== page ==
The lead sponsor of legislation to legalize and regulate wagering on sporting events in Kentucky says his bill is now unlikely to pass in the current session of the General Assembly, but he is hopeful it will have a better chance at becoming law next year.
Rep. Adam Koenig, R-Erlanger, told Insider Louisville on Tuesday that House Bill 175 is likely dead for the session, despite its unanimous passage out of a House committee last month and bipartisan support.
“Nothing is really dead until midnight on the last day of session, but needing a supermajority of votes was too high a bar to get in a short time period,” said Koenig.
While a simple majority is needed to pass legislation in even-numbered years, bills that appropriate or raise revenue require a 60 percent vote in each chamber during the shorter non-budget sessions of odd-numbered years.
Spurred on by a Supreme Court of the United States ruling last May striking down the national ban on sports wagering, HB 175 would set up a regulatory framework for Kentucky residents to legally bet on sports, online poker and fantasy sports contests, with the state receiving revenue from new taxes, registration fees and licensing fees.
Under the bill, Kentuckians would be allowed to bet on sporting events at licensed horse tracks, where they could also download a mobile app on phones that could be used to bet on sports anywhere else in the state. Such wagering would fall under the jurisdiction of the Kentucky Horse Racing Commission — with tracks paying a $500,000 fee for a license — with wagering at those properties to be taxed at a rate of 10.25 percent and wagering on the app taxed at 14.25 percent.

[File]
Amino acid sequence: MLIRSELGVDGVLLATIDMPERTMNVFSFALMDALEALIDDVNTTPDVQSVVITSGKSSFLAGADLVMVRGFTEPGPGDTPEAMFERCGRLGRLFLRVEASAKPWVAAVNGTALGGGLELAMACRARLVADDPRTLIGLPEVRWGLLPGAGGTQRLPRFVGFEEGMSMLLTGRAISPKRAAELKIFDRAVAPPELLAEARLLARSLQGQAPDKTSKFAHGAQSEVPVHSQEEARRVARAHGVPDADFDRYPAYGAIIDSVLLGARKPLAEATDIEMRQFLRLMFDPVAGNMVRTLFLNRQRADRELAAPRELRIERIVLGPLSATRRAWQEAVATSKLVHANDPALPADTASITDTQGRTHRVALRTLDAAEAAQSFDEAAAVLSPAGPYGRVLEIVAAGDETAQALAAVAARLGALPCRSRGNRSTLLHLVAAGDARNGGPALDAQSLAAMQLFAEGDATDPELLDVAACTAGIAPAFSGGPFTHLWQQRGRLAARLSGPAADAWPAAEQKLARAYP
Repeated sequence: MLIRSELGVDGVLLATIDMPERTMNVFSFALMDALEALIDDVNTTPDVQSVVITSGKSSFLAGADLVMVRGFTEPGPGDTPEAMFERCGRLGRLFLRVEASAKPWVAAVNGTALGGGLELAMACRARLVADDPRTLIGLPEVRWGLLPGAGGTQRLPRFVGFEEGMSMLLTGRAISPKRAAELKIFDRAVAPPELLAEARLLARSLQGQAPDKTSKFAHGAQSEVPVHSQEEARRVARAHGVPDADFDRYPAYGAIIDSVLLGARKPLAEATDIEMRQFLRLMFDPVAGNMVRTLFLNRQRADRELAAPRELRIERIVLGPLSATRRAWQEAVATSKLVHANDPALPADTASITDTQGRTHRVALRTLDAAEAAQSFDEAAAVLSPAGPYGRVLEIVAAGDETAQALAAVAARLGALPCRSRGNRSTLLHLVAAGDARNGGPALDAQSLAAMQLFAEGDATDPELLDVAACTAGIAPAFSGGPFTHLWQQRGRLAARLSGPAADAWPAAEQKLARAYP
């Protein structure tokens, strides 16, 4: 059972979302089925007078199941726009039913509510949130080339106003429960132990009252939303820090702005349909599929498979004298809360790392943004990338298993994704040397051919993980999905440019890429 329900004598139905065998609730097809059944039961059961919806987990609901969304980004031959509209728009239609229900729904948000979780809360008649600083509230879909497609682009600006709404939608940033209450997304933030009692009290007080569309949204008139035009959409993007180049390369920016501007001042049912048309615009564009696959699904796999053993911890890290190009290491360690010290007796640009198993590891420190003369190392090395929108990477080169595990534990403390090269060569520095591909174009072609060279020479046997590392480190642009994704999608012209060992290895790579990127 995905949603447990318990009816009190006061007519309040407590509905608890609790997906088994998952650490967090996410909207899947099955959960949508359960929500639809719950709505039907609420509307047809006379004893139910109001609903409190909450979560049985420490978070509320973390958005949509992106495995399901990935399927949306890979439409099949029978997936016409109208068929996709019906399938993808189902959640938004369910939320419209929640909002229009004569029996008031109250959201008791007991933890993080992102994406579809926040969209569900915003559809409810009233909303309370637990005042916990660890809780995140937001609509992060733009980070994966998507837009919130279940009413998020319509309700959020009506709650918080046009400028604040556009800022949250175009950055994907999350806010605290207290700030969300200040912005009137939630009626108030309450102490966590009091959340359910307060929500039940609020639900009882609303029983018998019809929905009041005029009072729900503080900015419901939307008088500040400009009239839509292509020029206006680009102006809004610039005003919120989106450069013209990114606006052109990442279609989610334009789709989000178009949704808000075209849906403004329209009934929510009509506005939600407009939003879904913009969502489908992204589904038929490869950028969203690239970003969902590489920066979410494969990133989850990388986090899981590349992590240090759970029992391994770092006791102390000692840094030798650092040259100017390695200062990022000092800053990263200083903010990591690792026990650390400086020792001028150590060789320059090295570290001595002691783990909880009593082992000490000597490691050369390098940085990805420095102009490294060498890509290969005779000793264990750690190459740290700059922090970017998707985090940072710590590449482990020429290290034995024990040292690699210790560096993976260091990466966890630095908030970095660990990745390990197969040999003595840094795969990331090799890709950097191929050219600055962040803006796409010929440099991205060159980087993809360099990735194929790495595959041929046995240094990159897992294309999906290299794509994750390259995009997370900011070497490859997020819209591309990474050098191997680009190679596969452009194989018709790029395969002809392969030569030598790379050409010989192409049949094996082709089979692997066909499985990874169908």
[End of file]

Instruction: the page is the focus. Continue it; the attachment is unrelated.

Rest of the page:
While a study commissioned by the Keeneland horse racing track estimated that sports wagering alone would create at least $20 million in new annual tax revenue — with most dedicated toward paying the state’s underfunded pension systems — critics like the Family Foundation of Kentucky questioned if it would breed political corruption and prey on gambling addicts.
Gov. Matt Bevin also has publicly ridiculed the notion of paying for the state’s pension liabilities with revenue from either expanded gambling or marijuana, saying it would take hundreds of years for such revenue to raise what is needed while causing negative effects to society.
With 21 co-sponsors among both parties, Koenig indicated it was fair to say members of his own party put up most to the roadblocks to his bill this session, also lauding the work of Rep. Al Gentry, D-Louisville, to win support among the Democratic caucus.
Despite the probable setback this session, Koenig said, “I really like the chances” of a similar bill passing during next year’s session.
“We will regroup and reload with a better plan to win the hearts and minds of the public next year,” said Koenig. “We will only need a simple majority, and it will be a budget year where that $20-48 million will look a lot more important.”